Joshua Tree to Calimesa
It got pretty cold overnight, down into the mid-30s. I was mostly warm, but I did not realize that my new “extra-large” sleeping bag would not fit over my shoulders. I dug out my camping quilt for a bit extra insulation. Even once I got warm, I don’t think I slept very well, tossing and turning. It might be time to look for another sleep option.
The sun was already over the hills east of camp when I got up. Though it was only still in the high-40s, the sunlight added just enough warmth to be comfortable as I made my morning coffee. I broke down camp and got on the road a little after 9 a.m.
I took off north into Yucca Valley for the short ride back home. Since just heading home on Highway 62 would be so short, I decided to take a detour to explore just a bit. I turned onto Pioneertown Road and headed into the foothills north of Yucca Valley.
The road climbed into the Sawtooths, where large granite boulders and desert scrub lined the canyon. The snowcapped 11,503-foot summit of Mount San Gorgonio occasionally made an appearance in the distance. The road emerged in a large desert valley just south of Pioneertown. The town was built in the 1940s as an old-west themed living studio. Hollywood studios could use the town as a movie set and it appeared in hundreds of movies such as The Cisco Kid and Judge Roy Bean. The Singing Cowboy Gene Autry even filmed his weekly TV show in Pioneertown. Today, the town hosts old-west gunfight reenactments, hosts a museum, and sometimes still gets used for productions that need an old-west town. Since it was Sunday, everything was closed, so I did not stop.
I continued through the valley and turned onto Pipes Road. Along the road were multiple large ranches. Off in the distance, the road disappeared between two flat-top mesas. It was like riding through a John Ford movie.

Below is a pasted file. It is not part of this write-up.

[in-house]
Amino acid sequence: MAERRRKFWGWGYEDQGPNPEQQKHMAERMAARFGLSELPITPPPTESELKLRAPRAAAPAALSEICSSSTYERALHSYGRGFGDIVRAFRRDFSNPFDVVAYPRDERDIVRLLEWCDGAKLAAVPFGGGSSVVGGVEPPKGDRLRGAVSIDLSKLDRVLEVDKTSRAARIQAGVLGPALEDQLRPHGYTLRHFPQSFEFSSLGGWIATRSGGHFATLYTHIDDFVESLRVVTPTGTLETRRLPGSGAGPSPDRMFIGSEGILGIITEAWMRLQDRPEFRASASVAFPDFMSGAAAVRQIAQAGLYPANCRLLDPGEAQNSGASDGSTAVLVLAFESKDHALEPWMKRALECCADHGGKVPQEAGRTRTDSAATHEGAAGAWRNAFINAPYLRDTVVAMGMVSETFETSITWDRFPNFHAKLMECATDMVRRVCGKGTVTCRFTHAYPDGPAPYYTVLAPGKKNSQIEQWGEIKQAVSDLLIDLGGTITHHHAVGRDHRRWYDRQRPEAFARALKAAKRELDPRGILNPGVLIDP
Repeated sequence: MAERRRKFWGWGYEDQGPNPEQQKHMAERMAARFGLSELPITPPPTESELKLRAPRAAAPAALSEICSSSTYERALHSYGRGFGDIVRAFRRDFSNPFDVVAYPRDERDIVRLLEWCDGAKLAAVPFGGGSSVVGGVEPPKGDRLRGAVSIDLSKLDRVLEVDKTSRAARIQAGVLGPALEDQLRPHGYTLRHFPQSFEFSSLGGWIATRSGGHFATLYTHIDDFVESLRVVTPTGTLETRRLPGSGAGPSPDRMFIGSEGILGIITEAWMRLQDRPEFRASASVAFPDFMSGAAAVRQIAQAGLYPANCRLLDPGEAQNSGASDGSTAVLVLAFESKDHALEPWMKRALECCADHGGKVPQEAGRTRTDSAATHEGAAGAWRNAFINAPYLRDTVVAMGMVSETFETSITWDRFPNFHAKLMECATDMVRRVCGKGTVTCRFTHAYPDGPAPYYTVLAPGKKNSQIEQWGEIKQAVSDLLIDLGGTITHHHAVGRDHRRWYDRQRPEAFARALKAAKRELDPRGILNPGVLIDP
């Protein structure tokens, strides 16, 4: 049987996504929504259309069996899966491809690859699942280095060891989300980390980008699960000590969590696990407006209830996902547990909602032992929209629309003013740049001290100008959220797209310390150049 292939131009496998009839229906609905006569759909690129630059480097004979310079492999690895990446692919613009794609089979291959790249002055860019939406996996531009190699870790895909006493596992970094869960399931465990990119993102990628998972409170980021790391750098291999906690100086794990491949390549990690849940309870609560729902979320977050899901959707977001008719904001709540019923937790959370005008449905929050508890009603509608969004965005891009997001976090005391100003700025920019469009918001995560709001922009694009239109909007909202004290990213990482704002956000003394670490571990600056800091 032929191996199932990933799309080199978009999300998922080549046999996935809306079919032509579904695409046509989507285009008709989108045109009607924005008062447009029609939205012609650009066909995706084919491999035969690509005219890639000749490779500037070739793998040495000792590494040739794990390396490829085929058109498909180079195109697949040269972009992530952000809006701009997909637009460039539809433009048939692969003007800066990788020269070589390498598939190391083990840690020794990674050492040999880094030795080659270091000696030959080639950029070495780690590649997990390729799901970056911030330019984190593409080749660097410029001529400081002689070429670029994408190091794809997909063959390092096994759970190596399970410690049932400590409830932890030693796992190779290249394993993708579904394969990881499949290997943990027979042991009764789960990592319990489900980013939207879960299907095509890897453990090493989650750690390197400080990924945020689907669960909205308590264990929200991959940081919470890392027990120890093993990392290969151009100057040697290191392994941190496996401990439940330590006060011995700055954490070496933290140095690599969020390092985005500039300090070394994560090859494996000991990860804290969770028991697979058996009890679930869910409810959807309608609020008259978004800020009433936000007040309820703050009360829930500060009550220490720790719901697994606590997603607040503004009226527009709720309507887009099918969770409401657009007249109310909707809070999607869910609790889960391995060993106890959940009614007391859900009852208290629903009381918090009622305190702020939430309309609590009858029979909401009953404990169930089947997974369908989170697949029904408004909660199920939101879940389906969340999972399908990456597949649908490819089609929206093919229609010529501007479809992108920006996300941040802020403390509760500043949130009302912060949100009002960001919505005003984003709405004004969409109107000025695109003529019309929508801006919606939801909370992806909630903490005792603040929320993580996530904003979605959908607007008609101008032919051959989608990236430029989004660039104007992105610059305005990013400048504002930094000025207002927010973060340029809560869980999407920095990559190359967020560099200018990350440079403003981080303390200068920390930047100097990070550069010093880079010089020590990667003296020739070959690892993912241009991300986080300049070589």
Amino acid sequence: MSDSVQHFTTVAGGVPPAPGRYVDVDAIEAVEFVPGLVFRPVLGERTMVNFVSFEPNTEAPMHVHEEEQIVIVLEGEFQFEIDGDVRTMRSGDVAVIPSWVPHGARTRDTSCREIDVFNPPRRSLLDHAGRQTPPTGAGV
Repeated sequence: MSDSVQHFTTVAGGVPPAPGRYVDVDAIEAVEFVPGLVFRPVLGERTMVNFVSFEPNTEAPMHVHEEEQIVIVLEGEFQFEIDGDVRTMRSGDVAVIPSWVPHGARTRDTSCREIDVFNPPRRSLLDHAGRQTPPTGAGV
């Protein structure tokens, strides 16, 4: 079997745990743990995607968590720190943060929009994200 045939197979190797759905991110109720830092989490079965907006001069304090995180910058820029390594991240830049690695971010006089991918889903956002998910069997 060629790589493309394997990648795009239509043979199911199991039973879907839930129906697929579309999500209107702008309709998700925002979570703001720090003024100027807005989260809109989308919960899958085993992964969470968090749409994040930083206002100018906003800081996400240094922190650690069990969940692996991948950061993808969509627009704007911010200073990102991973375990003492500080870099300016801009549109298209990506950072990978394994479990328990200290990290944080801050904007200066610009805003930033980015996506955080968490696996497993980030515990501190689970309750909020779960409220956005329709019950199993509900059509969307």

After a short while, I found myself back on Highway 247 and heading back down toward Yucca Valley, where I rejoined Highway 62.
Highway 62 rejoined Interstate 10 at the east end of San Gorgonio Pass. The many dozens of, actually more than 1,200, large wind turbines that line I-10 stood in the shadow of Mount San Jacinto to the south. The area is perfect for a windfarm. Air moving inland from the Pacific Ocean, gets squeezed as it enters the pass, which separates the San Bernardino and San Jacinto Mountains. As the air enters the narrow pass, it speeds up.
The topography of the pass makes things a bit difficult for truckers and motorcyclists. Air along the sides of the pass gets deflected back toward the center when it hits the mountains. At the same time, air that was coming straight down the center of the pass stays its course. The result was I had to ride into a headwind, which wanted to slow me down, and a crosswind, that wanted to push me into the next lane. I kept my head down, gave a bit of throttle and let the bike do what it wanted to do as much as I could.
I pulled over for a quick stop at the Cabazon dinosaurs. The two dinosaurs, a 150-foot-long brontosaurus, and a 65-foot-tall tyrannosaurus, are famous landmarks that have stood next to I-10 for nearly 60 years. Mr. Rex was still decorated for Valentine’s Day with a painted shirt that read “Be Mine.”
After avoiding an oblivious BMW driver who did not know how to navigate a roundabout, I got back onto the highway for the short trip back home.
As is typical for Sundays on I-10, traffic started to pick up near Beaumont. There were many more courteous drivers on the freeway, who kindly moved over so I could split the lanes and keep moving.
I got home just in time for lunch and to knock out a term paper that was due later that night.
It was a short trip, but a good one. Until next time.
Tumbleweeds Dodged: 0
Total Trip Miles: 390